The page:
11. We are fitted for moral science, but only for probable interpretations of external nature. From whence it is obvious to conclude that, since our faculties are not fitted to penetrate into the internal fabric and real essences of bodies; but yet plainly discover to us the being of a God and the knowledge of ourselves, enough to lead us into a full and clear discovery of our duty and great concernment; it will become us, as rational creatures, to employ those faculties we have about what they are most adapted to, and follow the direction of nature, where it seems to point us out the way. For it is rational to conclude that our proper employment lies in those inquiries, and in that sort of knowledge which is most suited to our natural capacities, and carries in it our greatest interest, i.e. the condition of our eternal estate. Hence I think I may conclude that morality is the proper science and business of mankind in general, (who are both concerned and fitted to search out their summum bonum;) as several arts, conversant about several parts of nature, are the lot and private talent of particular men for the common use of human life and their own particular subsistence in this world. Of what consequence the discovery of one natural body and its properties may be to human life the whole great continent of America is a convincing instance: whose ignorance in useful arts, and want of the greatest part of the conveniences of life, in a country that abounded with all sorts of natural plenty, I think may be attributed to their ignorance of what was to be found in a very ordinary, despicable stone; I mean the mineral of iron. And whatever we think of our parts or improvements in this part of the world, where knowledge and plenty seem to vie with each other; yet to any one that will seriously reflect on it, I suppose it will appear past doubt, that, were the use of iron lost among us, we should in a few ages be unavoidably reduced to the wants and ignorance of the ancient savage Americans, whose natural endowments and provisions come no way short of those of the most flourishing and polite nations. So that he who first made known the use of that contemptible mineral, may be truly styled the father of arts, and author of plenty.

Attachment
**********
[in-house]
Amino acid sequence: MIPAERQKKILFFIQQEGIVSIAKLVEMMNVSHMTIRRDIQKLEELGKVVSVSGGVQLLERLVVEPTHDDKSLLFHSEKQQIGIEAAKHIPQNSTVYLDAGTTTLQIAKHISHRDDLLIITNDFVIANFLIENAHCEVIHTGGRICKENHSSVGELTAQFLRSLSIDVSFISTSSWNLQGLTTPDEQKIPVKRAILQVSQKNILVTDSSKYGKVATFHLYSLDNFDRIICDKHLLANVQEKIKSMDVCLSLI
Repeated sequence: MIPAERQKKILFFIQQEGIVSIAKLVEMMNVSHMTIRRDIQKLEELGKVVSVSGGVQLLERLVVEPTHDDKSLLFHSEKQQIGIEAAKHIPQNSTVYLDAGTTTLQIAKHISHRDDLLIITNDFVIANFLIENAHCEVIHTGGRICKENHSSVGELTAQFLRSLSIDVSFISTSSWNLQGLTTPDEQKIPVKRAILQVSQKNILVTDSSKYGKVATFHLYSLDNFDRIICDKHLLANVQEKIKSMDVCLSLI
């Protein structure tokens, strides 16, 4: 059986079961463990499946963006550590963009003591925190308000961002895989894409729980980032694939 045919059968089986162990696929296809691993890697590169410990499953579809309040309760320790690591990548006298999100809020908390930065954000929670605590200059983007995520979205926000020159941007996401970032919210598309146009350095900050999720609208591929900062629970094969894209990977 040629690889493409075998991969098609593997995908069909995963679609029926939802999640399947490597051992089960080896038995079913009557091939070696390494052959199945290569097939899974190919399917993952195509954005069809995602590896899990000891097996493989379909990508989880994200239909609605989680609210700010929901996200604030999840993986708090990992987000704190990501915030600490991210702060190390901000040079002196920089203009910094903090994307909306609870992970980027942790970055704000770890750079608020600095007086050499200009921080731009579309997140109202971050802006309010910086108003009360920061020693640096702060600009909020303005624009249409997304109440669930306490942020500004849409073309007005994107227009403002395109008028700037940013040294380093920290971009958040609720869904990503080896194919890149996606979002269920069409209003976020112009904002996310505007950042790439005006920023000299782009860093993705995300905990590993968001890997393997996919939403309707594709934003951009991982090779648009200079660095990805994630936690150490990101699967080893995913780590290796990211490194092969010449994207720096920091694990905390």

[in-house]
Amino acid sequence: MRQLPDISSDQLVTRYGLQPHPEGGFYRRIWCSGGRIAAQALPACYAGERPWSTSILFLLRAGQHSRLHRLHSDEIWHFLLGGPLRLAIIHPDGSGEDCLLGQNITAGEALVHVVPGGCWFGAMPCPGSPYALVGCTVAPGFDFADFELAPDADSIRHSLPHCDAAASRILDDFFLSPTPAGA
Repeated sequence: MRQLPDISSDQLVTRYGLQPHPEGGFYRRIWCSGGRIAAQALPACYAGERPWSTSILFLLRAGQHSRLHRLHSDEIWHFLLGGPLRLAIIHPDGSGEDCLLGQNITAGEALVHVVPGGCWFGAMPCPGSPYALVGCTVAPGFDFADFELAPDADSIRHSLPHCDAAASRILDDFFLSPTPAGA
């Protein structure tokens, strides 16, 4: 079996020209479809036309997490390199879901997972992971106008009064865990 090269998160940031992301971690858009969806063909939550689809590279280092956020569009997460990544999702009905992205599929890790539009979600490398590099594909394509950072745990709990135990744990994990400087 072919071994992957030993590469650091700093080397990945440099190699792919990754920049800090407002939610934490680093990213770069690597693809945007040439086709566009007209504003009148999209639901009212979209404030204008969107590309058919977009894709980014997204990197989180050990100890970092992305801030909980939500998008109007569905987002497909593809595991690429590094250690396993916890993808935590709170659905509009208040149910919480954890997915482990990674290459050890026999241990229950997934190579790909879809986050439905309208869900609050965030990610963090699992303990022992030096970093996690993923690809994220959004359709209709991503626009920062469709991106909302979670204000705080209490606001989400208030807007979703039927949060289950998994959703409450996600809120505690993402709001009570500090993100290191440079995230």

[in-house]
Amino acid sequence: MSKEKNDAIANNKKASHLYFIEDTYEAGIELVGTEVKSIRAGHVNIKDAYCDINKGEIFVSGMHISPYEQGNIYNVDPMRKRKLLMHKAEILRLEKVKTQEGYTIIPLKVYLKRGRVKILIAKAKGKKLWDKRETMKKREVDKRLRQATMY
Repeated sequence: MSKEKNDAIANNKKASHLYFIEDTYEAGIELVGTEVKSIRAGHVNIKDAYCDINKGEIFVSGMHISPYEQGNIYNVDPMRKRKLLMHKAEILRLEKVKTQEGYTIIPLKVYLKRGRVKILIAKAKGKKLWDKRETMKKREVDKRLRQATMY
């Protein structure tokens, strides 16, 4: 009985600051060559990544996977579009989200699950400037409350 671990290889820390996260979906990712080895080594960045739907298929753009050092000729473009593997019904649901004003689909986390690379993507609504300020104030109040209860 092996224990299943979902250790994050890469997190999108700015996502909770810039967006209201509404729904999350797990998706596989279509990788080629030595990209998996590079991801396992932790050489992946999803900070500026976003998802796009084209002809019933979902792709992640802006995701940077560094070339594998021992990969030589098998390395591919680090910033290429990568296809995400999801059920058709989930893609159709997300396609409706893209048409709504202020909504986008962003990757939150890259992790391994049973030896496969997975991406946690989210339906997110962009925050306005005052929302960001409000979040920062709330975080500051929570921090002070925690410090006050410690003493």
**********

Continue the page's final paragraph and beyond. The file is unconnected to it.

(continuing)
12. In the study of nature we must beware of hypotheses and wrong principles. I would not, therefore, be thought to disesteem or dissuade the study of nature. I readily agree the contemplation of his works gives us occasion to admire, revere, and glorify their Author: and, if rightly directed, may be of greater benefit to mankind than the monuments of exemplary charity that have at so great charge been raised by the founders of hospitals and almshouses. He that first invented printing, discovered the use of the compass, or made public the virture and right use of kin kina, did more for the propagation of knowledge, for the supply and increase of useful commodities, and saved more from the grave, than those who built colleges, workhouses, and hospitals. All that I would say is, that we should not be too forwardly possessed with the opinion or expectation of knowledge, where it is not to be had, or by ways that will not attain to it: that we should not take doubtful systems for complete sciences; nor unintelligible notions for scientifical demonstrations. In the knowledge of bodies, we must be content to glean what we can from particular experiments: since we cannot, from a discovery of their real essences, grasp at a time whole sheaves, and in bundles comprehend the nature and properties of whole species together. Where our inquiry is concerning co-existence, or repugnancy to co-exist, which by contemplation of our ideas we cannot discover; there experience, observation, and natural history, must give us, by our senses and by retail, an insight into corporeal substances. The knowledge of bodies we must get by our senses, warily employed in taking notice of their qualities and operations on one another: and what we hope to know of separate spirits in this world, we must, I think, expect only from revelation. He that shall consider how little general maxims, precarious principles, and hypotheses laid down at pleasure, have promoted true knowledge, or helped to satisfy the inquiries of rational men after real improvements; how little, I say, the setting out at that end has, for many ages together, advanced men’s progress, towards the knowledge of natural philosophy, will think we have reason to thank those who in this latter age have taken another course, and have trod out to us, though not an easier way to learned ignorance, yet a surer way to profitable knowledge.